Illuminations Program

Illuminations is a rotating art exhibit displayed in the Massachusetts General Hospital Cancer Center. The program aims to enlighten and encourage patients and their loved ones by enhancing our environment of care.

Oncology Chaplaincy

Our oncology chaplain is familiar with the unique needs of those with cancer.

Home Disconnect

A home infusion pump may be part of your treatment plan. In some cases, you may have the option for disconnecting the chemotherapy from home. If this option applies to you, and you would prefer to disconnect from home, this instructional video will reinforce the teaching provided to you by your nurse in the Mass General cancer Center

The following related clinical trials and research studies are currently seeking participants at Massachusetts General Hospital. Search for clinical trials and studies in another area of interest.

Shutting down myeloma growth

Shutting down myeloma growth by changing the soil where it grows with Dr. Noopur Raje of Massachusetts General Hospital Cancer Center

The Personalized Medicine Approach to Treating Myeloma

Dr. Noopur Raje, Director of the Center for Multiple Myeloma at Massachusetts General Hospital Cancer Center, discusses the results of a practice changing trial, presented at the American Society of Hematolog (ASH) Conference, confirming the continuous use of lenalidomide in the newly diagnosed myeloma patient.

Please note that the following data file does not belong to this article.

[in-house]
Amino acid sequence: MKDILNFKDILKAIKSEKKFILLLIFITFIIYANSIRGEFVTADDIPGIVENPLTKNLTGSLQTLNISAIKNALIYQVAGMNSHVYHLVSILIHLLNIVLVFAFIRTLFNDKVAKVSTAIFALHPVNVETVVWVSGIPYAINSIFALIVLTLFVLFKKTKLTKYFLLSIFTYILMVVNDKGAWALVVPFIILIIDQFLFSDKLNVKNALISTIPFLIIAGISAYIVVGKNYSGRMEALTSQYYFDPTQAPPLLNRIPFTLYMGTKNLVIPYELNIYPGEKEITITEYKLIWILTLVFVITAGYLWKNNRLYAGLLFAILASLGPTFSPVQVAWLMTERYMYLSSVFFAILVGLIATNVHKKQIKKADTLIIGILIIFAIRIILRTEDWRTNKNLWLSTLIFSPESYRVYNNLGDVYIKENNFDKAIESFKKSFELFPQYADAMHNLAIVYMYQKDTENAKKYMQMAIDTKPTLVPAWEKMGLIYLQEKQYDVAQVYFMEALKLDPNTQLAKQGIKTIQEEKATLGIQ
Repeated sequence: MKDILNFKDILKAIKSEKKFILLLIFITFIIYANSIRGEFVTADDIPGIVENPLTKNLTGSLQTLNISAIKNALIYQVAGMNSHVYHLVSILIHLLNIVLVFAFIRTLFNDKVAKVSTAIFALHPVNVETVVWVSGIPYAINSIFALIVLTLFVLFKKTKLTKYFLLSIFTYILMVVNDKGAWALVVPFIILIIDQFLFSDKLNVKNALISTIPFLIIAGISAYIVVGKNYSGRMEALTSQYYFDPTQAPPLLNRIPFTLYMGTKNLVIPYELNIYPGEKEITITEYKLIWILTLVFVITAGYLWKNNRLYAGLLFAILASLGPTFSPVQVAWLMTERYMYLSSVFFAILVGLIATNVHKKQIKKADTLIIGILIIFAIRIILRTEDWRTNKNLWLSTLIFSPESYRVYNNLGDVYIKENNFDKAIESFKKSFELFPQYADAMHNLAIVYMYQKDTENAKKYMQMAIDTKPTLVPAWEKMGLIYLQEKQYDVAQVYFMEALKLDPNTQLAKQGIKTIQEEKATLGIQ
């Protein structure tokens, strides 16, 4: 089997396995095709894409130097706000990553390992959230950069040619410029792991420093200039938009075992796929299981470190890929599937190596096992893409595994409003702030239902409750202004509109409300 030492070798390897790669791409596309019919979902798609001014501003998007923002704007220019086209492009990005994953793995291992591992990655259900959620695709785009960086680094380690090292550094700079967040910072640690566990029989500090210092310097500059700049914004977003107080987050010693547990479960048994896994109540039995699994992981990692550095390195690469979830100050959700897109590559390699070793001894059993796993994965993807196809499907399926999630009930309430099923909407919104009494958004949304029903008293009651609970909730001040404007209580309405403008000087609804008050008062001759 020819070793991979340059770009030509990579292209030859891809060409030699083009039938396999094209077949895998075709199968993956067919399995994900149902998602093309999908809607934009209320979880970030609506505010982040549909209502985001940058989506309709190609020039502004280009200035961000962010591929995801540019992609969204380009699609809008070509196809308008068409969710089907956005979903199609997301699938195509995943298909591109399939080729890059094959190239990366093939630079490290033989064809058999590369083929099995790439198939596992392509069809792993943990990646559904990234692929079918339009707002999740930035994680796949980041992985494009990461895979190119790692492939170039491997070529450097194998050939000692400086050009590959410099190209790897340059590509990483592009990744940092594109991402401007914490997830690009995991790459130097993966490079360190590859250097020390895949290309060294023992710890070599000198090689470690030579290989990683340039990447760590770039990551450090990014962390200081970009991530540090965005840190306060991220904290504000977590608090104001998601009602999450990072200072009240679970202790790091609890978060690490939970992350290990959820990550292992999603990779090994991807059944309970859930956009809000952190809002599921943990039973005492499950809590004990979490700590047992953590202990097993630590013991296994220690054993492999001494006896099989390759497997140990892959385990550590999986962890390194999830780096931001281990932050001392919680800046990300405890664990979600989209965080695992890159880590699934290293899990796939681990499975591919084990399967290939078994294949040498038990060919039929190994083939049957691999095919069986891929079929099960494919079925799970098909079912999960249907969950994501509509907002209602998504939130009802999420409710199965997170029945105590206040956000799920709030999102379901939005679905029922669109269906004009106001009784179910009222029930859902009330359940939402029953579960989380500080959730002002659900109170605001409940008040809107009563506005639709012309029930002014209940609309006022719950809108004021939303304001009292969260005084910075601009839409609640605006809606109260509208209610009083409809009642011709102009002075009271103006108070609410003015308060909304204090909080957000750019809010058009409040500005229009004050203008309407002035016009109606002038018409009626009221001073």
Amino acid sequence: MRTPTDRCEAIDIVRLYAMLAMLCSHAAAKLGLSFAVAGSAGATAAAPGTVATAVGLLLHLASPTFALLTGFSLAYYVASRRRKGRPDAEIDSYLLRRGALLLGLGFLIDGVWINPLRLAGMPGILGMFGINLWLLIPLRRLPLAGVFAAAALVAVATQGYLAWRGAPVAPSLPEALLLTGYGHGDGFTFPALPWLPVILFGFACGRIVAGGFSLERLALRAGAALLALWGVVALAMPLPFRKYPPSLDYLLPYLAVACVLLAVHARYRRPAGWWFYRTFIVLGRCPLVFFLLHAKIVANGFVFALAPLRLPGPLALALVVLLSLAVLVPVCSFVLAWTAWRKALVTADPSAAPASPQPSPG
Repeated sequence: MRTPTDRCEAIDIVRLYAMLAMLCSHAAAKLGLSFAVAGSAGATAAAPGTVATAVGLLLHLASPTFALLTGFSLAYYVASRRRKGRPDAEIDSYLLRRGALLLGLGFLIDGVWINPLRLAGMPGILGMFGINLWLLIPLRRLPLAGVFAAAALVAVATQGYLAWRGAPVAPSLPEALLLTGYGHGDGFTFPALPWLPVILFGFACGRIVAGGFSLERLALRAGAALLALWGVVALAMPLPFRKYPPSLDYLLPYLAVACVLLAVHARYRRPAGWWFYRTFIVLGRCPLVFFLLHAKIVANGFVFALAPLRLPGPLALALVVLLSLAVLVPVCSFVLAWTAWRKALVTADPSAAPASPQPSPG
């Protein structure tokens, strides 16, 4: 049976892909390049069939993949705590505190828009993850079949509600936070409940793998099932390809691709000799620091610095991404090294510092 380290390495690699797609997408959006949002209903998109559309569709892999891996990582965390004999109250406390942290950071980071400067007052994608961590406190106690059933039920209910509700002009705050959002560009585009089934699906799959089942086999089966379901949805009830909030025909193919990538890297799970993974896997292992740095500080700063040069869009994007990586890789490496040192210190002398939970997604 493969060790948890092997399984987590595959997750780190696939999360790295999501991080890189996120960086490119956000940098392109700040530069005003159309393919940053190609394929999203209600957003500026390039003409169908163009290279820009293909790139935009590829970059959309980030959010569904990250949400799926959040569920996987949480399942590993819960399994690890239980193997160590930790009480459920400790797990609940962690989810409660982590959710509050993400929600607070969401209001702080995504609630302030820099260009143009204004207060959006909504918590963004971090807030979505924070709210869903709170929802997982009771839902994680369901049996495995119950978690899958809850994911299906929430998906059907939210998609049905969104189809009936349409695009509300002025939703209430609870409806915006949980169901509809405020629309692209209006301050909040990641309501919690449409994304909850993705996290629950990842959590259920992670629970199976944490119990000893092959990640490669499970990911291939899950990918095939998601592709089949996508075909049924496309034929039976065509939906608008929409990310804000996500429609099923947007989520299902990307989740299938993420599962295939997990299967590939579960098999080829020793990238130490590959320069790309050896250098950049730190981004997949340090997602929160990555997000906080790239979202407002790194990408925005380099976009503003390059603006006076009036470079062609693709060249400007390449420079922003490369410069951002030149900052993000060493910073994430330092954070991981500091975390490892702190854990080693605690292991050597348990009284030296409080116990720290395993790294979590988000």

The Katherine A. Gallagher Integrative Therapies Program

The Katherine A. Gallagher Integrative Therapies Program focuses on improving the quality of life and well-being of Cancer Center patients, their families and friends through free wellness services such as acupuncture and yoga. These services help you take care of your whole self — mind, body and spirit.

Maxwell V. Blum Cancer Resource Room

The Maxwell V. Blum Cancer Resource Room at the Massachusetts General Hospital Cancer Center provides cancer patients and their families with information and resources for living with cancer.

Illuminations Program

Illuminations is a rotating art exhibit displayed in the Massachusetts General Hospital Cancer Center. The program aims to enlighten and encourage patients and their loved ones by enhancing our environment of care.

Oncology Chaplaincy

Our oncology chaplain is familiar with the unique needs of those with cancer.

Home Disconnect

A home infusion pump may be part of your treatment plan. In some cases, you may have the option for disconnecting the chemotherapy from home. If this option applies to you, and you would prefer to disconnect from home, this instructional video will reinforce the teaching provided to you by your nurse in the Mass General cancer Center

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Phone: 617-726-5130